I previously wrote a blog post entitled Hiring a UX Designer? 6.5 Questions to Ask that has been well-received so I’m returning to the topic by digging in to some aspects in more in depth and adding some new info.
One problem with hiring a UX Designer when you are not, yourself, a UX Designer, is you might know exactly what a UX Designer does. Your goals may be to “make your product look better” or the improve your app’s “ease of use” or something similar. But what activities are carried out that lead to these goals? And what is a reasonable tangible goal that a UX Designer can help you achieve. You likely know that talking to your customers is an important part and yet, how does that activity translate into product improvement. Here I’ll highlight some “behind the curtains” info on UX Design. It isn’t magic, but when you see the right evidence that meaningful improves your product’s customer service, it might feel like magic.
UX as a process
Unfortunately, there is no “magic sprinkle” of UX. The key to good UX is tracking user actions over time and using creative concepts to see if you can delight users just a little bit more and most importantly actually speaking to them. “Speaking” is not a euphemism for survey or for social media, it means actually setting up user interviews, asking well-planned questions, and reporting on the results. If your UX Designer is not doing this, you should halt all activities and start this immediately. UX is a process; it is both art and science. The science should inform the art and then cyclically, the art should be the baseline for new science. One feeds the other in a manner that each iteration brings improvement. If you are unsure about the progress that a designer is making, focus on the question, “how will this impact what decisions we make in the product?”
UX as learning
The goal of UX research is to learn. We want learn something about the user that we did not already know. It can be even the a very small aspect of the product. Those often times can have a huge impact on the overall user experience. So consider the question, “what do we want to learn?” from this test that we are running. Also, if everyone in the room is in agreement, consider testing the exact opposite with your users. You’ll be surprised by how often you are wrong about what your users want. One aspect of learning that is essential is to test specific ideas, holding all other aspects constant. This is important because when you change too many things at once, you lose the ability meaningfully understand what change had what specific impact. Now if you know you have a bunch of things wrong or clunky in your product, by all means, fix them. Once you have a baseline, not a perfect product, but a mainly-free-from-glaring-UX problems, proceeding with testing is a great way to learn. Remember to document your learning. That is an important part of the getting the most value out of the UX process.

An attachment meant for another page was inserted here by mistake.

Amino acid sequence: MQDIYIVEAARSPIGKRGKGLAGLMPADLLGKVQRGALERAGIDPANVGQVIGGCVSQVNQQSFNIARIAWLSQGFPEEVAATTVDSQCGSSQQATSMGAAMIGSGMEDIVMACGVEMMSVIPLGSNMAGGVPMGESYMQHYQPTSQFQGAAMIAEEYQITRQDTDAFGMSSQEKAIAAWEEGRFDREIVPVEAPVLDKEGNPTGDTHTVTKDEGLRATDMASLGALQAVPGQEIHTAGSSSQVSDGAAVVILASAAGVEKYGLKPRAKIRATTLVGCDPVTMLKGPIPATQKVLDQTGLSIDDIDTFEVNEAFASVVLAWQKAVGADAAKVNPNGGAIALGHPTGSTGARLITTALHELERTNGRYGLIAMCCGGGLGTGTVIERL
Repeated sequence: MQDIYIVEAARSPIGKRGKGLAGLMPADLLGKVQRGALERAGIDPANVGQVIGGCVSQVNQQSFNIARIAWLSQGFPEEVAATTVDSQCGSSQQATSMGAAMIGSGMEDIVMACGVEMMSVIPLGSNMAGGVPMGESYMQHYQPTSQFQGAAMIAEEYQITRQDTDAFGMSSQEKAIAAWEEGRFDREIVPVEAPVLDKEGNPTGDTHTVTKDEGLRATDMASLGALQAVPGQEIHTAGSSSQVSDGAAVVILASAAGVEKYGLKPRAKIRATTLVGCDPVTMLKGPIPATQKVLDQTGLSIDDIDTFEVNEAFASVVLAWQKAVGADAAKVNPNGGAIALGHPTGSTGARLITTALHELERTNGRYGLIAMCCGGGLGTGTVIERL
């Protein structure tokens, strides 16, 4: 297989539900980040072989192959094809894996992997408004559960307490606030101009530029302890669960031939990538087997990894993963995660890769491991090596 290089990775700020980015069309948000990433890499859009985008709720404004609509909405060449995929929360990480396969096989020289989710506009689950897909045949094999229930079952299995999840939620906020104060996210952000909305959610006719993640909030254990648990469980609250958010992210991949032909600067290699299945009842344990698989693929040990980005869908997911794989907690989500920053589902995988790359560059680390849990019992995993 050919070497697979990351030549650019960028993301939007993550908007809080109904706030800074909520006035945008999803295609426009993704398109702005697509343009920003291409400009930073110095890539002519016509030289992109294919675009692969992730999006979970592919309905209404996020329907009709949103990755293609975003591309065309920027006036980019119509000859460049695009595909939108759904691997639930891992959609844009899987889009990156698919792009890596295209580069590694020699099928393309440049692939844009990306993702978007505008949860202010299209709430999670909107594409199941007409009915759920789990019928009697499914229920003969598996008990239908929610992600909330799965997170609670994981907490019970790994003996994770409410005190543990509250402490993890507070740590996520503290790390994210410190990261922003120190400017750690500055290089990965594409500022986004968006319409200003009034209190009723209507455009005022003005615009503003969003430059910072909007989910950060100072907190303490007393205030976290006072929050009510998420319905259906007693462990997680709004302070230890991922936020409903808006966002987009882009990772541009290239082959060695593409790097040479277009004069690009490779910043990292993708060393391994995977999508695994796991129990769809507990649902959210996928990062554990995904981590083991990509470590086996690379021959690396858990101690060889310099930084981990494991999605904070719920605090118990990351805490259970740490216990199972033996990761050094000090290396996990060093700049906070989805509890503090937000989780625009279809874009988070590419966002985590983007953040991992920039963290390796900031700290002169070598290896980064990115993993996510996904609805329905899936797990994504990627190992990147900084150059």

In Hiring a UX Designer? 6.5 Questions to Ask, I recommend asking the interview question: “What is one problem that you have solved for a user that is invisible but enhanced the user experience?” I love this question. I can’t help it. It is just so important. If all you do as a designer is “add” you are not a good designer. To remove is absolutely necessary for good design. Good design often means less visuals and more thinking behind the scenes.
So consider these less-than-well-known aspects of UX when working to hire and develop your UX process.
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